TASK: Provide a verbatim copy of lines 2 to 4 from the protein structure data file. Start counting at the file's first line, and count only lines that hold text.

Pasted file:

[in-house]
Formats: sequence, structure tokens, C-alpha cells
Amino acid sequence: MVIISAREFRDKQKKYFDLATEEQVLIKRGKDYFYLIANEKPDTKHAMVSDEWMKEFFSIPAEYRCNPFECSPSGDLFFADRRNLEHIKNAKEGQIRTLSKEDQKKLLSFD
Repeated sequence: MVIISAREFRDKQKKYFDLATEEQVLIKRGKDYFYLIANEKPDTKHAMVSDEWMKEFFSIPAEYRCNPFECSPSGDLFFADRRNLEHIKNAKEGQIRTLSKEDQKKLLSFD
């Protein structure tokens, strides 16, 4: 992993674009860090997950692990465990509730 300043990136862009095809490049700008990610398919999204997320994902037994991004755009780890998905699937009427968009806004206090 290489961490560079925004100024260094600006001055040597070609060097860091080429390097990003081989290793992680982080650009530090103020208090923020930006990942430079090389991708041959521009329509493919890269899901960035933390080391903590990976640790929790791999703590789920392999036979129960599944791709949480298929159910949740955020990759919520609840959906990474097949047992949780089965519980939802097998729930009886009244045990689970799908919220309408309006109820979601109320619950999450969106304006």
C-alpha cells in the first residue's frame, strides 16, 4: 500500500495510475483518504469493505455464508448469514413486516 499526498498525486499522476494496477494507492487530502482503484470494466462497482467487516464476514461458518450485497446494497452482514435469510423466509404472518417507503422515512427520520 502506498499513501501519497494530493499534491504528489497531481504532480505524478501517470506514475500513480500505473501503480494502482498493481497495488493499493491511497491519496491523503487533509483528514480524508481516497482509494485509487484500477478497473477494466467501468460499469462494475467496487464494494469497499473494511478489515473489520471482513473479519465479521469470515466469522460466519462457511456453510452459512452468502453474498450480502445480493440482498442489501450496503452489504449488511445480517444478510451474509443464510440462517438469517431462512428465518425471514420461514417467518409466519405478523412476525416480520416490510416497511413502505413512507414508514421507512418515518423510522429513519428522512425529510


Formats: sequence, structure tokens, C-alpha cells
Amino acid sequence: MVIISAREFRDKQKKYFDLATEEQVLIKRGKDYFYLIANEKPDTKHAMVSDEWMKEFFSIPAEYRCNPFECSPSGDLFFADRRNLEHIKNAKEGQIRTLSKEDQKKLLSFD
Repeated sequence: MVIISAREFRDKQKKYFDLATEEQVLIKRGKDYFYLIANEKPDTKHAMVSDEWMKEFFSIPAEYRCNPFECSPSGDLFFADRRNLEHIKNAKEGQIRTLSKEDQKKLLSFD